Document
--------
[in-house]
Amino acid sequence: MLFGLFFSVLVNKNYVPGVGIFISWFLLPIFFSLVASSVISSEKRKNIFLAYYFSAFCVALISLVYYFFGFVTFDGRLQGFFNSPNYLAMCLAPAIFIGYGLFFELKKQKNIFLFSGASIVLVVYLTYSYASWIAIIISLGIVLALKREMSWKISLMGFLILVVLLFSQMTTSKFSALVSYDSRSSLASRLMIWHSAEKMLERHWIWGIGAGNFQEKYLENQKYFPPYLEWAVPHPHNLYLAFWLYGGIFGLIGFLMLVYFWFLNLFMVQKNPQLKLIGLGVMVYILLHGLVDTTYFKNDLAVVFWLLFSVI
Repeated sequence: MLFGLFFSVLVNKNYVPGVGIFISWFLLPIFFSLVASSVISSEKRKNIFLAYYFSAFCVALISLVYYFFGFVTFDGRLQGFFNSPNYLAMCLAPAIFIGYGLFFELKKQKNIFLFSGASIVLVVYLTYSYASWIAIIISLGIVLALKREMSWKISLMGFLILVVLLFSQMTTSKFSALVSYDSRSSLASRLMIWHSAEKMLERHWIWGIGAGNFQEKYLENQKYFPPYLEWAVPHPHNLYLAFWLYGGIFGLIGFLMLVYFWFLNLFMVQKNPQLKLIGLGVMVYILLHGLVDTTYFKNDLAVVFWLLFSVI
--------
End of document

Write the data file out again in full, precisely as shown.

[in-house]
Amino acid sequence: MLFGLFFSVLVNKNYVPGVGIFISWFLLPIFFSLVASSVISSEKRKNIFLAYYFSAFCVALISLVYYFFGFVTFDGRLQGFFNSPNYLAMCLAPAIFIGYGLFFELKKQKNIFLFSGASIVLVVYLTYSYASWIAIIISLGIVLALKREMSWKISLMGFLILVVLLFSQMTTSKFSALVSYDSRSSLASRLMIWHSAEKMLERHWIWGIGAGNFQEKYLENQKYFPPYLEWAVPHPHNLYLAFWLYGGIFGLIGFLMLVYFWFLNLFMVQKNPQLKLIGLGVMVYILLHGLVDTTYFKNDLAVVFWLLFSVI
Repeated sequence: MLFGLFFSVLVNKNYVPGVGIFISWFLLPIFFSLVASSVISSEKRKNIFLAYYFSAFCVALISLVYYFFGFVTFDGRLQGFFNSPNYLAMCLAPAIFIGYGLFFELKKQKNIFLFSGASIVLVVYLTYSYASWIAIIISLGIVLALKREMSWKISLMGFLILVVLLFSQMTTSKFSALVSYDSRSSLASRLMIWHSAEKMLERHWIWGIGAGNFQEKYLENQKYFPPYLEWAVPHPHNLYLAFWLYGGIFGLIGFLMLVYFWFLNLFMVQKNPQLKLIGLGVMVYILLHGLVDTTYFKNDLAVVFWLLFSVI